Monday, January 30, 2023
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Crypto exchange is cutting its global workforce by 20%, it said on Friday, as it navigates ongoing economic headwinds and “unforeseeable” industry events.

This is the second major layoff at the Singapore-headquartered, which cut 250 jobs in mid-last year — though a report suggested that more than 2,000 people were either let go or left at their own will. The company did not say what roles were being eliminated in the new round of layoff but blamed the collapse of FTX, whose misappropriation of customers’ funds and bankruptcy “significantly damaged trust in the industry.”

“We grew ambitiously at the start of 2022, building on our incredible momentum and aligning with the trajectory of the broader industry. That trajectory changed rapidly with a confluence of negative economic developments,” Kris Marszalek (pictured above), co-founder and chief executive of, said in a blog post.

As with firms in other industries, crypto companies are aggressively undertaking major decisions to survive the downturn in the broader market, which has reversed much of the gains from the 13-year bull run. Coinbase cut about 20% of its workforce earlier this week in its second round of major layoffs at the firm. Kraken said in November that it plans to lay off 1,100 people, or 30% of its workforce.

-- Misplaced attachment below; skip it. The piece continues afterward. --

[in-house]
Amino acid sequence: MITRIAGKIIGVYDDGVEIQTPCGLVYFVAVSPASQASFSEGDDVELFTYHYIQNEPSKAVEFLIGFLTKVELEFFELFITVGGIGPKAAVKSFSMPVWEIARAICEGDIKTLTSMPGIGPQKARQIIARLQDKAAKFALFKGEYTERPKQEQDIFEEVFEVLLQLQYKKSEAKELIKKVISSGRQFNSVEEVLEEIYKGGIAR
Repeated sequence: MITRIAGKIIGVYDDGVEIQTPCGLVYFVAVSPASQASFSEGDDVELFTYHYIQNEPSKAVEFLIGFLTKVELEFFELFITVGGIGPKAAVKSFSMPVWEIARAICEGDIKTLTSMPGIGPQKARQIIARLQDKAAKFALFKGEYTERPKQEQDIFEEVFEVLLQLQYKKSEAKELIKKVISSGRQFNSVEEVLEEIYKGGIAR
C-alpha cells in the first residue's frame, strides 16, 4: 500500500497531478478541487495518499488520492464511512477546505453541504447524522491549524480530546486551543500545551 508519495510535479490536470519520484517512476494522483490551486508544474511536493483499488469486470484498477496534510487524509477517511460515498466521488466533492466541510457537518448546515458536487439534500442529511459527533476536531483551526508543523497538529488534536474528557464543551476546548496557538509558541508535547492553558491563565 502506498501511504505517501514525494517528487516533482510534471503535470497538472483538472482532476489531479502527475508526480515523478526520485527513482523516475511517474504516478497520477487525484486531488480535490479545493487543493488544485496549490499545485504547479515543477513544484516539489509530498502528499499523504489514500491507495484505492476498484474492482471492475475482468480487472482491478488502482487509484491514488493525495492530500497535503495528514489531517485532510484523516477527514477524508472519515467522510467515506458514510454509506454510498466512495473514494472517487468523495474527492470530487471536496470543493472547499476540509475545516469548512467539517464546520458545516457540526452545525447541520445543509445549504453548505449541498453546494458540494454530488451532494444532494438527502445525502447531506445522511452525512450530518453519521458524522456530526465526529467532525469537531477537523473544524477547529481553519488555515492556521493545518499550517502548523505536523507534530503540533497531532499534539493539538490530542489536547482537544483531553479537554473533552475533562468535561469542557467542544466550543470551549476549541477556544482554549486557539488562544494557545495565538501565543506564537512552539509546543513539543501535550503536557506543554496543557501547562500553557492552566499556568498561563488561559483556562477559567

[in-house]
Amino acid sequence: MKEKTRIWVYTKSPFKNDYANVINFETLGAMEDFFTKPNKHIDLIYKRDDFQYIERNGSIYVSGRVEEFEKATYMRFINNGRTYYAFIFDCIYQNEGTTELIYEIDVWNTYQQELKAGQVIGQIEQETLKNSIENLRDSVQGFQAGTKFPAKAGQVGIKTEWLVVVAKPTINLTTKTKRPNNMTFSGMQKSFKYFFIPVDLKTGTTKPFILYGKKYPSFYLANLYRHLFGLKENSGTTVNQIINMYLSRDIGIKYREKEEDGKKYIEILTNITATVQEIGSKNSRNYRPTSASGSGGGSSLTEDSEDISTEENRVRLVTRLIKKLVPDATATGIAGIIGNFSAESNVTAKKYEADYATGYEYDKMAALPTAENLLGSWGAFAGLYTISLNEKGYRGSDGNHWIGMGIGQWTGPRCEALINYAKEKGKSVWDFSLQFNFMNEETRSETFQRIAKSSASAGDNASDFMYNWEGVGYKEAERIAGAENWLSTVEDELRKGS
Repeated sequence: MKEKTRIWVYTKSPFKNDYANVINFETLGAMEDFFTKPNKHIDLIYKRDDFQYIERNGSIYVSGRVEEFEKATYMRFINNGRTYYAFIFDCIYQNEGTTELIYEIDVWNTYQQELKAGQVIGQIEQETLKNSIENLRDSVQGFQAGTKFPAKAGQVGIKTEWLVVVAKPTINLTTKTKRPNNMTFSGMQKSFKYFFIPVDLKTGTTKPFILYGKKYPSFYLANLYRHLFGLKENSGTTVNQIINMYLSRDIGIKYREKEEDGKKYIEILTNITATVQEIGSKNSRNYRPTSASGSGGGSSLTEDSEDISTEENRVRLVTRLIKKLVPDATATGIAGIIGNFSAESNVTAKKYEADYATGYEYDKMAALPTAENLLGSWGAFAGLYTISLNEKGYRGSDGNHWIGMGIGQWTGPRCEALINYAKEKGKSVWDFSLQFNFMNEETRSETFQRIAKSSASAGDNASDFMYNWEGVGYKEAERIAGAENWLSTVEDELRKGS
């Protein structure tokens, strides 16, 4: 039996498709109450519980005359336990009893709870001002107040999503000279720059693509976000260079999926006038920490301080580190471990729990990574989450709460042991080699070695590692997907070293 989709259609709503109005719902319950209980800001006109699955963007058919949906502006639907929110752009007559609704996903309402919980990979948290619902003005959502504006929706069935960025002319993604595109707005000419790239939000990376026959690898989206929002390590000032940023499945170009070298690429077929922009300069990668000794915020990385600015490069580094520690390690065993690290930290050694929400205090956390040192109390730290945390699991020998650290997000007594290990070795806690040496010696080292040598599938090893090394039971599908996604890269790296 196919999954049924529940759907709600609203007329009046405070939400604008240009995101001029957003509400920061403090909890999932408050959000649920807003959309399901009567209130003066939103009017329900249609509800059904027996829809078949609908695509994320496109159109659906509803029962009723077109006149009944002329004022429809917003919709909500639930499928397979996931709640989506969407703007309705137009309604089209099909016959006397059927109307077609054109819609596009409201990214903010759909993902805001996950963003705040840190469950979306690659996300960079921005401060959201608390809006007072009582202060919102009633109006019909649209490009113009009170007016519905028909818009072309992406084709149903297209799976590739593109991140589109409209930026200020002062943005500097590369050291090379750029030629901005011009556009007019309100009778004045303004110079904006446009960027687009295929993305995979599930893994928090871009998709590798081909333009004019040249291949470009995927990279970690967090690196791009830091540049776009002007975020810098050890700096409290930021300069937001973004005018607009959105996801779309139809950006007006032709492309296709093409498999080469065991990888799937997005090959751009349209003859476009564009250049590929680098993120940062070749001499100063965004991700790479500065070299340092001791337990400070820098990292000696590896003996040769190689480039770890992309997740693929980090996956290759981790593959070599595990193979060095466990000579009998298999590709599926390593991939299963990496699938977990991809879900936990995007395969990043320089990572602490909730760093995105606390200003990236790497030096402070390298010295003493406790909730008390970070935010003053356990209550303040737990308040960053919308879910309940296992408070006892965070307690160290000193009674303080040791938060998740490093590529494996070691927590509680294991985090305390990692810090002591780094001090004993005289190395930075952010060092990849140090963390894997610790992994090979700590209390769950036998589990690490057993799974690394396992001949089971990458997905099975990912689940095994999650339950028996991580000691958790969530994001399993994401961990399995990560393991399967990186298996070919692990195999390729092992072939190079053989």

Even then had a especially rough last year. The firm received some criticism for its cringey/overly enthusiastic Matt Damon ad; accidentally sent an Australian customer more than $10 million in a snafu, and grappled with industry concerns over its financial health performance.

The firm received a vote of confidence from auditing firm Mazars, which said users’ crypto assets were fully backed one-to-one. But days later, Mazars, which also audited Binance, said it had paused its work with crypto clients.

“The reductions we made last July positioned us to weather the macro economic downturn, but it did not account for the recent collapse of FTX, which significantly damaged trust in the industry. It’s for this reason, as we continue to focus on prudent financial management, we made the difficult but necessary decision to make additional reductions in order to position the company for long-term success,” Marszalek added.

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